Background: Insulin resistance and hyperinsulinaemia are associated with hypertension. The relationship between insulin's metabolic and haemodynamic actions has not been fully elucidated however.
Methods: We investigated, using the euglycaemic clamp technique, the relationship between insulin-mediated glucose uptake and insulin-induced changes in leg blood flow and cardiac index in 13 healthy subjects. As insulin's effects on blood flow are time dependent, studies were performed during a 4-h insulin (50 mU kg-1 h-1) infusion period.
Results: Mean arterial pressure during insulin infusion increased (82.9 +/- 6.7 to 89.8 +/- 7.7 mmHg; P < 0.001), whereas heart rate was unaltered. Leg blood flow gradually increased from 1.09 +/- 0.57 to 1.47 +/- 0.67 mL min-1 dL-1 during the second hour, and to 1.65 +/- 0.68 mL min-1 dL-1 during the fourth hour of the clamp (P = 0.01). Stroke volume index increased from 56.5 +/- 13.3 to 63.7 +/- 16.3 mL m-2 (P = 0.004) and cardiac index from 3.42 +/- 1.02 to 3.73 +/- 1.05 L min-1 m-2 (P = 0.04). The insulin-mediated glucose disposal and the increases in leg blood flow were not correlated during the second hour (r = 0.21, P = 0.51) but showed a strong correlation during the fourth hour of the clamp (r = 0.88, P < 0.001). Insulin-mediated glucose disposal was not correlated with the increases in cardiac index.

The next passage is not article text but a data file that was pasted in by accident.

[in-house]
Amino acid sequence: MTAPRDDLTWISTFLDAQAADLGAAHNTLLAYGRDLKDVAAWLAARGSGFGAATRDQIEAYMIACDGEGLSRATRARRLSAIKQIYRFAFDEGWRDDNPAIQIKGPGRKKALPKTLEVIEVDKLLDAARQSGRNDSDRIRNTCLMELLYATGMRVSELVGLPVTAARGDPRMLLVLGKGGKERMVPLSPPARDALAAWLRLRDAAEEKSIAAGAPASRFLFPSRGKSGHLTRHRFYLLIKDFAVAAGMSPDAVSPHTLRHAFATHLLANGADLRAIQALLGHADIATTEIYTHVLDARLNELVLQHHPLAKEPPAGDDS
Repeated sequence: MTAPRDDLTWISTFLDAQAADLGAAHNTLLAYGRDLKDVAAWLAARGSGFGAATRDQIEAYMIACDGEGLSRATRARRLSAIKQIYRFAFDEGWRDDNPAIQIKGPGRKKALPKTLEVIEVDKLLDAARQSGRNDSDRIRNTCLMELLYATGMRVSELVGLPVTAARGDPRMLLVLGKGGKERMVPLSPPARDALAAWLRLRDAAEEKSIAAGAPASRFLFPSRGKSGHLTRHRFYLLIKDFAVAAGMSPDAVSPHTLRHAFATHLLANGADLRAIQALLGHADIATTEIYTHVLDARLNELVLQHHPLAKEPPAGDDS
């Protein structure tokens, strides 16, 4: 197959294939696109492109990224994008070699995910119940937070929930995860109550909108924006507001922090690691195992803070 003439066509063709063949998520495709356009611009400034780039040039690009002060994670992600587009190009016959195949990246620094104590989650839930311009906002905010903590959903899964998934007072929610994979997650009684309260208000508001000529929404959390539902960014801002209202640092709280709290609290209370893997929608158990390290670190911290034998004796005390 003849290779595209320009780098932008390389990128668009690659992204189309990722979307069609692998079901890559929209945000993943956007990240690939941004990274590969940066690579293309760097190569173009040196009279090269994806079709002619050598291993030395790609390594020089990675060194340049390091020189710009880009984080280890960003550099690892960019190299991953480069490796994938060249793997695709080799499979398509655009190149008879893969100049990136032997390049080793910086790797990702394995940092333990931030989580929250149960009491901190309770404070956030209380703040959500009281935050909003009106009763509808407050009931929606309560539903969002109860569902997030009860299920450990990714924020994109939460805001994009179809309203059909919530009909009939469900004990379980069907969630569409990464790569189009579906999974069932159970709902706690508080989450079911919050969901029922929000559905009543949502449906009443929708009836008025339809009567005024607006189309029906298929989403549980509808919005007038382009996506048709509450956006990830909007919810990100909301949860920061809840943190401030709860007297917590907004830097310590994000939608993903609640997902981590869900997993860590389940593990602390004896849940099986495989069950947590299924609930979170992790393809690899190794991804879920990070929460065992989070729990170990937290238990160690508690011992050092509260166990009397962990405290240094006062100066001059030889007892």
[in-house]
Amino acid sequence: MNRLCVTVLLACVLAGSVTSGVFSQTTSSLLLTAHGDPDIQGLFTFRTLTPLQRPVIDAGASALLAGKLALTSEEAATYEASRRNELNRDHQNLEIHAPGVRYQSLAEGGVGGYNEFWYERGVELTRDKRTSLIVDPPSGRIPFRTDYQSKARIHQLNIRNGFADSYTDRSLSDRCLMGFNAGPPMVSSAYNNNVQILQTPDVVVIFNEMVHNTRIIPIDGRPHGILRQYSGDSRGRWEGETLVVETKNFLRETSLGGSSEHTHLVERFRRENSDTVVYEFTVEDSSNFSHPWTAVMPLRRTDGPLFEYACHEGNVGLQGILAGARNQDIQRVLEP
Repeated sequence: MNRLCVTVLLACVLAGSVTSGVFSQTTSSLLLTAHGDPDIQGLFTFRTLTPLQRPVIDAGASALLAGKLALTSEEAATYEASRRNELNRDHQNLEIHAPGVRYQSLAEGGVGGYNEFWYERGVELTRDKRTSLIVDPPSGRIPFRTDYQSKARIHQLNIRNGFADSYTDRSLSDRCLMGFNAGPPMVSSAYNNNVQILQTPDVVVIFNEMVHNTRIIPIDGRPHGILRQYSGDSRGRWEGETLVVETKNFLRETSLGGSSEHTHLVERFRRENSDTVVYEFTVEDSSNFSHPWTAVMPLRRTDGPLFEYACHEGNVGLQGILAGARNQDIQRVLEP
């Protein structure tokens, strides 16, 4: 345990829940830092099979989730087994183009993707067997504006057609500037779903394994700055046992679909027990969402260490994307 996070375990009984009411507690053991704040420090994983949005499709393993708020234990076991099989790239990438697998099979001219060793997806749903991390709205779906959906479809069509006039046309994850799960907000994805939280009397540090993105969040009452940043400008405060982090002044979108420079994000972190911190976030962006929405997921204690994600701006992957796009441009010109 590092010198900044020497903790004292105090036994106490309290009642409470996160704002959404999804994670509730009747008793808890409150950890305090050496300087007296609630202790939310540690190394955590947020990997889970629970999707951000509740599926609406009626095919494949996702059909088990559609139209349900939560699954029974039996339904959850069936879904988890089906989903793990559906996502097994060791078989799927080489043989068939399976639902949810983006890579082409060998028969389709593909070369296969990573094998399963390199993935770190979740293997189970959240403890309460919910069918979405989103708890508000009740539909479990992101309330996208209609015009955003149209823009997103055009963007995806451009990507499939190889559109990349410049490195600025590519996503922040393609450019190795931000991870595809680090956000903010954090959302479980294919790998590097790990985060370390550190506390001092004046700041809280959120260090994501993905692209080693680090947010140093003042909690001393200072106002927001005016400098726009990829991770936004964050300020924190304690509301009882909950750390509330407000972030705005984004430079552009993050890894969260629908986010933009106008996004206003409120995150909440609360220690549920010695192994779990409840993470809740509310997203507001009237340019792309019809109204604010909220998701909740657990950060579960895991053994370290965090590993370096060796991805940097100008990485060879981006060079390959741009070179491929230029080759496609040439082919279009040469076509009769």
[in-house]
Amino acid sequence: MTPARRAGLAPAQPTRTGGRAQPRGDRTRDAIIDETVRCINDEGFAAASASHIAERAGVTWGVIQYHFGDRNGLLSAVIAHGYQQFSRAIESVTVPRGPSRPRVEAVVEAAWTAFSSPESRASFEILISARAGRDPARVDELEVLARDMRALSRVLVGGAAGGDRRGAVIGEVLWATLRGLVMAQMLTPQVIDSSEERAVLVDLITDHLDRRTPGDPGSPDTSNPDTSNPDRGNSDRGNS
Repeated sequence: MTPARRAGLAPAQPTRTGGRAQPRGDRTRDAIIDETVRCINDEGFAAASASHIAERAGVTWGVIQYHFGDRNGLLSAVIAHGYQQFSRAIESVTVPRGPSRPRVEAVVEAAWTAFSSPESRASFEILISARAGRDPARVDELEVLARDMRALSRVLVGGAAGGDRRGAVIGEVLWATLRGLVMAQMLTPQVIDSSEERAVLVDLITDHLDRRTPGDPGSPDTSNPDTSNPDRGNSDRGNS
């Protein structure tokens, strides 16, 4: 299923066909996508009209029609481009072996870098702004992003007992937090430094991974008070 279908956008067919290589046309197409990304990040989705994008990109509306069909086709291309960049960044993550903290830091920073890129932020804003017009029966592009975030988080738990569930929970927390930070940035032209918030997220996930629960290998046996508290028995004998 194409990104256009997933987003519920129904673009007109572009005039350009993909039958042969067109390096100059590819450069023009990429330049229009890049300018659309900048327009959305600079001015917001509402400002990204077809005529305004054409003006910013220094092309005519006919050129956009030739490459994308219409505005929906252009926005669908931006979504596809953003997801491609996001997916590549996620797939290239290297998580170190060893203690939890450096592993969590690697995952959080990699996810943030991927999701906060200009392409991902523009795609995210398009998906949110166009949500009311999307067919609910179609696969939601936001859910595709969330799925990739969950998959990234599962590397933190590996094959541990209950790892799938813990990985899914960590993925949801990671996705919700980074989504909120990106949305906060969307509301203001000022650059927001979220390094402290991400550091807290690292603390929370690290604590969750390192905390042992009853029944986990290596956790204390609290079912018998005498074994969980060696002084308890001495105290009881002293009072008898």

Conclusion: Thus, insulin-mediated muscle blood flow may be an important contributor to glucose uptake during sustained exogenous hyperinsulinaemia aiming at physiological insulin levels.